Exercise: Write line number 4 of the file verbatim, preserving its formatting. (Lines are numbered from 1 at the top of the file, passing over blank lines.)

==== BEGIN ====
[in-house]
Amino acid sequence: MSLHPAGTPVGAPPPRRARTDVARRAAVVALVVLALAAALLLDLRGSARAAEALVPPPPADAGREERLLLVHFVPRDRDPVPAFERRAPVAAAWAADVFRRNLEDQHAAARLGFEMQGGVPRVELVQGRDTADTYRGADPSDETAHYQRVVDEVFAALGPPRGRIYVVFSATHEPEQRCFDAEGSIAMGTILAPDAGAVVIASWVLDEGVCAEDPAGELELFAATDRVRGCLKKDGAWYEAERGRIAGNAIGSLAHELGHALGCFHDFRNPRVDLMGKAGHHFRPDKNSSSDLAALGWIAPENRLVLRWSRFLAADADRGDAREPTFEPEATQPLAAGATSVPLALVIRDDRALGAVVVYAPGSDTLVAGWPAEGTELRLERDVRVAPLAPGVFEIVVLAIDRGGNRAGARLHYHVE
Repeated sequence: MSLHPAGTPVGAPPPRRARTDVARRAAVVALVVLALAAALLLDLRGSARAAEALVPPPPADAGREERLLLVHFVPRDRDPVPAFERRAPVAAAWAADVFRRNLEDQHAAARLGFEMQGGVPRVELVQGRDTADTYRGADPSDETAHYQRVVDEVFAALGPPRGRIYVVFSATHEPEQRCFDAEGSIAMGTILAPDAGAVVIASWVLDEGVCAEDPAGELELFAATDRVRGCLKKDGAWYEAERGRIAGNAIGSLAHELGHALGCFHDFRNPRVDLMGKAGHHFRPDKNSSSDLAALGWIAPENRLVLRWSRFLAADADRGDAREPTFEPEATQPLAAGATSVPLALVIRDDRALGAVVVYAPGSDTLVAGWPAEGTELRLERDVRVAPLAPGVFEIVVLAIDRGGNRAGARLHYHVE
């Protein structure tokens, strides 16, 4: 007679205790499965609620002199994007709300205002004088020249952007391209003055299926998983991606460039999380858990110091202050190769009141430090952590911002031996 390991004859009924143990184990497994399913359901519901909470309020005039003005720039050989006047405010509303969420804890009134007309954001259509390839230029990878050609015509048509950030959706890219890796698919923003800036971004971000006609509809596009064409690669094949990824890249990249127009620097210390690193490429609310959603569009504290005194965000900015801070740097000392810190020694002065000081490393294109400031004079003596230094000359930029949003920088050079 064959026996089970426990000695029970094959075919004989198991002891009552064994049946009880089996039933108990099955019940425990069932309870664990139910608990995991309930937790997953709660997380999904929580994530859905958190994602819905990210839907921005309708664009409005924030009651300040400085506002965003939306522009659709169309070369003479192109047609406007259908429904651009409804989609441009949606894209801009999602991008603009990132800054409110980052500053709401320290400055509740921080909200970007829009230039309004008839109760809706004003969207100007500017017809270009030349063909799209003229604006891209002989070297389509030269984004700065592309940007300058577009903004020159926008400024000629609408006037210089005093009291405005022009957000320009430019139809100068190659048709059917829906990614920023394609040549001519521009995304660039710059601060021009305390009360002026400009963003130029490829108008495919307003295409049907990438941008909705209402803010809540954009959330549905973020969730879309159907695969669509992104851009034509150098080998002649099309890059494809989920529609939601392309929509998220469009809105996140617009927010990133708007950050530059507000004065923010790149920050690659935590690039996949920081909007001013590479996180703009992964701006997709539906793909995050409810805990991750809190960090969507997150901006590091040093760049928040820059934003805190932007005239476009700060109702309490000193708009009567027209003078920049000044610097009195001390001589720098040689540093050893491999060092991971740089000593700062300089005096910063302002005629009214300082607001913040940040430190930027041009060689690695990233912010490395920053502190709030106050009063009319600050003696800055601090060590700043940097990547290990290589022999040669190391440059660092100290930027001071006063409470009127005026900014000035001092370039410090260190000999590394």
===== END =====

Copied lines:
């Protein structure tokens, strides 16, 4: 007679205790499965609620002199994007709300205002004088020249952007391209003055299926998983991606460039999380858990110091202050190769009141430090952590911002031996 390991004859009924143990184990497994399913359901519901909470309020005039003005720039050989006047405010509303969420804890009134007309954001259509390839230029990878050609015509048509950030959706890219890796698919923003800036971004971000006609509809596009064409690669094949990824890249990249127009620097210390690193490429609310959603569009504290005194965000900015801070740097000392810190020694002065000081490393294109400031004079003596230094000359930029949003920088050079 064959026996089970426990000695029970094959075919004989198991002891009552064994049946009880089996039933108990099955019940425990069932309870664990139910608990995991309930937790997953709660997380999904929580994530859905958190994602819905990210839907921005309708664009409005924030009651300040400085506002965003939306522009659709169309070369003479192109047609406007259908429904651009409804989609441009949606894209801009999602991008603009990132800054409110980052500053709401320290400055509740921080909200970007829009230039309004008839109760809706004003969207100007500017017809270009030349063909799209003229604006891209002989070297389509030269984004700065592309940007300058577009903004020159926008400024000629609408006037210089005093009291405005022009957000320009430019139809100068190659048709059917829906990614920023394609040549001519521009995304660039710059601060021009305390009360002026400009963003130029490829108008495919307003295409049907990438941008909705209402803010809540954009959330549905973020969730879309159907695969669509992104851009034509150098080998002649099309890059494809989920529609939601392309929509998220469009809105996140617009927010990133708007950050530059507000004065923010790149920050690659935590690039996949920081909007001013590479996180703009992964701006997709539906793909995050409810805990991750809190960090969507997150901006590091040093760049928040820059934003805190932007005239476009700060109702309490000193708009009567027209003078920049000044610097009195001390001589720098040689540093050893491999060092991971740089000593700062300089005096910063302002005629009214300082607001913040940040430190930027041009060689690695990233912010490395920053502190709030106050009063009319600050003696800055601090060590700043940097990547290990290589022999040669190391440059660092100290930027001071006063409470009127005026900014000035001092370039410090260190000999590394």